WASHINGTON, D.C. – U.S. Fish and Wildlife Service Director Dan Ashe today announced the agency will expand hunting and fishing opportunities throughout the National Wildlife Refuge System, opening up new hunting programs on six refuges and expanding existing hunting and fishing programs on another 20 refuges. The rule also modifies existing refuge-specific regulations for more than 75 additional refuges and wetland management districts.
The Service manages its hunting and fishing programs on refuges to ensure sustainable wildlife populations, while offering traditional wildlife-dependent recreation on public lands.
“For more than a century, hunters and anglers have been the backbone of conservation in this country and a driving force behind the expansion of the National Wildlife Refuge System,” said Secretary of the Interior Sally Jewell. “By providing more hunting and fishing opportunities on refuges, we are supporting a great recreational heritage passed down from generation to generation, creating economic growth in local communities and helping to ensure that conservation stays strong in America.”
Under the National Wildlife Refuge System Improvement Act of 1997, the Service can permit hunting and fishing where they are compatible with the refuge’s purpose and mission. Hunting, within specified limits, is permitted on more than 335 wildlife refuges. Fishing is permitted on more than 271 wildlife refuges.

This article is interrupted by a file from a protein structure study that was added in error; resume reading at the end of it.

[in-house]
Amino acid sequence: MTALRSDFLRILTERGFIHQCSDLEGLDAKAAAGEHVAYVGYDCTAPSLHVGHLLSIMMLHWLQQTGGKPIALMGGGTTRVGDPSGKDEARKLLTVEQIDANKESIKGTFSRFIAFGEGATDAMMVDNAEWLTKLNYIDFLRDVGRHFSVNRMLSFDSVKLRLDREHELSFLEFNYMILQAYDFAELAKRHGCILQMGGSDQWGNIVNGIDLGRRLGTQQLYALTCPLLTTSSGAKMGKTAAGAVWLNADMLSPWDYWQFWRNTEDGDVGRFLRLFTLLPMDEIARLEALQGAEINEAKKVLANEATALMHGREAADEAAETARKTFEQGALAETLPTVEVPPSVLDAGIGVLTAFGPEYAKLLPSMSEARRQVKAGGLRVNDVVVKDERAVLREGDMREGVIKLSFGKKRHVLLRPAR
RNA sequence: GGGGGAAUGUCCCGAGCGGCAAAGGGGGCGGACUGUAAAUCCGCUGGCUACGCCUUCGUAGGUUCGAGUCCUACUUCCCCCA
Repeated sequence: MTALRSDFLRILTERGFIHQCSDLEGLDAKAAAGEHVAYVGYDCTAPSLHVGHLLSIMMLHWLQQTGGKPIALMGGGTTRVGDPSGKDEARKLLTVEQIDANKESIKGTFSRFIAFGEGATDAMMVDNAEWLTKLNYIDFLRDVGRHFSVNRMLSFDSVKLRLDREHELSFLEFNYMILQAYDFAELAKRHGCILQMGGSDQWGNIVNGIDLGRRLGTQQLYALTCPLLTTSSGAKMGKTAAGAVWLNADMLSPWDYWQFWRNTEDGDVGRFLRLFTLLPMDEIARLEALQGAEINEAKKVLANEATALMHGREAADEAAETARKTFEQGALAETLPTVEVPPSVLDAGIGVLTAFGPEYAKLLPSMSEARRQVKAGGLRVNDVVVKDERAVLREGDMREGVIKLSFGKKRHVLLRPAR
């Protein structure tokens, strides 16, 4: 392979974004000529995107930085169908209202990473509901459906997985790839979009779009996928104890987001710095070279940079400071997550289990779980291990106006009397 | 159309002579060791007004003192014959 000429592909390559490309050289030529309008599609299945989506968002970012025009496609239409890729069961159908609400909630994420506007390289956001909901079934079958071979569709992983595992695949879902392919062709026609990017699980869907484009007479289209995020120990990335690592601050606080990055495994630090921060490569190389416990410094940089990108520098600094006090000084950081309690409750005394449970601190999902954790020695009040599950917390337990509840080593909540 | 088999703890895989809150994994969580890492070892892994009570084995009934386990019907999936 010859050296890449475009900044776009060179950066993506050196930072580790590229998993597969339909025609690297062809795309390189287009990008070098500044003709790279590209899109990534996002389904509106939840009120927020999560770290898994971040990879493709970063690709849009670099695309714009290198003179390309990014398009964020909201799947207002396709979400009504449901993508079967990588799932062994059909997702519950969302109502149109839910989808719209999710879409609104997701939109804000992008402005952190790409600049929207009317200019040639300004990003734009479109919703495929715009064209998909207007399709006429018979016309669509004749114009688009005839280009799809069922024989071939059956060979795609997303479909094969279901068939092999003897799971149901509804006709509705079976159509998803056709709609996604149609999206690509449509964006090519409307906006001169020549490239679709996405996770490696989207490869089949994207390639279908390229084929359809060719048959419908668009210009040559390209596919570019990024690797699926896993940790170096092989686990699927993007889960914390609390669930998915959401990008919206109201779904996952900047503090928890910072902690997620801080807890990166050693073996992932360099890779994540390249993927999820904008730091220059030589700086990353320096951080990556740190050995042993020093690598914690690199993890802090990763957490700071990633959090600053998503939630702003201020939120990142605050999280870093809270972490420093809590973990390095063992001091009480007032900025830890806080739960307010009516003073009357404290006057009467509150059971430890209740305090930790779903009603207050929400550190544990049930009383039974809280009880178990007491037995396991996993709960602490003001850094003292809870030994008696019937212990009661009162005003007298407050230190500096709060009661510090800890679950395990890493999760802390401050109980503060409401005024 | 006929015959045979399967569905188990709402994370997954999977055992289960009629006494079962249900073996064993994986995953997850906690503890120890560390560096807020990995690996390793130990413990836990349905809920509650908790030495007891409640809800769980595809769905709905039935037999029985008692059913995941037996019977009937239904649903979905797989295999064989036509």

“Hunting and fishing are time-honored ways to enjoy the outdoors and teach people to value nature,” said Director Ashe. “Our National Wildlife Refuge System has millions of acres of public land and water to provide quality hunting and fishing experiences. We hope these expanded hunting and fishing programs will allow more Americans to experience this connection with nature.”
Hunting, fishing and other outdoor activities on national wildlife refuges help stimulate the economy and generate funding for wildlife conservation. Banking on Nature, a Service report released in November, showed refuges pumped $2.4 billion into the economy. Across the country, refuges returned an average $4.87 in total economic output for every $1 appropriated in Fiscal Year 2011.
Using a robotic lander, scientists have captured the first-ever footage of marine life at the bottom of the previously unexplored New Hebrides trench in the Pacific. At depths reaching 4.5 miles, the ecology was unlike anything the marine biologists had ever seen.
The 30-day expedition was conducted by the University of Aberdeen’s Oceanlab and the National Institute of Water and Atmospheric Research in New Zealand.
The lander, operating at a depth of 23,000 feet (7,000 meters), was loaded with bait to lure the deep-sea creatures into view.
The resulting video showed an unexpected dearth of diversity; animals observed included large grey cusk eels (some as long as one meter long), bright red prawns (shown directly above), and arrow-tooth eel pouts (shown above that one).